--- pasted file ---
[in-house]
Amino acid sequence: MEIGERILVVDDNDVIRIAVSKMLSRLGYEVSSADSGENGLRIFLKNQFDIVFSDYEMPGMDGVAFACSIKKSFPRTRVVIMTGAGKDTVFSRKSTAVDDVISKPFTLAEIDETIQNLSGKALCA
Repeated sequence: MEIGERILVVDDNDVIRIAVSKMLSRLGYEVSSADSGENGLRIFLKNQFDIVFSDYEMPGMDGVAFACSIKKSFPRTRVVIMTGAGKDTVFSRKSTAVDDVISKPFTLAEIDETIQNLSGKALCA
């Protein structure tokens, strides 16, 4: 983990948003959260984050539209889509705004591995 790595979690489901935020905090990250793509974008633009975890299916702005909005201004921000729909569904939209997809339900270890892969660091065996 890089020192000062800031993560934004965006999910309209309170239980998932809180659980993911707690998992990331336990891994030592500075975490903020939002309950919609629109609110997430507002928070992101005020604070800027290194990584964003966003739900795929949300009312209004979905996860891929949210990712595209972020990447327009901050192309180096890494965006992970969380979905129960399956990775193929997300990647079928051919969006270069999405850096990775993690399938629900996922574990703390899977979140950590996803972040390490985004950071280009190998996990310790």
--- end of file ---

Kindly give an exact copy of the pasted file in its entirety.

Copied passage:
[in-house]
Amino acid sequence: MEIGERILVVDDNDVIRIAVSKMLSRLGYEVSSADSGENGLRIFLKNQFDIVFSDYEMPGMDGVAFACSIKKSFPRTRVVIMTGAGKDTVFSRKSTAVDDVISKPFTLAEIDETIQNLSGKALCA
Repeated sequence: MEIGERILVVDDNDVIRIAVSKMLSRLGYEVSSADSGENGLRIFLKNQFDIVFSDYEMPGMDGVAFACSIKKSFPRTRVVIMTGAGKDTVFSRKSTAVDDVISKPFTLAEIDETIQNLSGKALCA
């Protein structure tokens, strides 16, 4: 983990948003959260984050539209889509705004591995 790595979690489901935020905090990250793509974008633009975890299916702005909005201004921000729909569904939209997809339900270890892969660091065996 890089020192000062800031993560934004965006999910309209309170239980998932809180659980993911707690998992990331336990891994030592500075975490903020939002309950919609629109609110997430507002928070992101005020604070800027290194990584964003966003739900795929949300009312209004979905996860891929949210990712595209972020990447327009901050192309180096890494965006992970969380979905129960399956990775193929997300990647079928051919969006270069999405850096990775993690399938629900996922574990703390899977979140950590996803972040390490985004950071280009190998996990310790």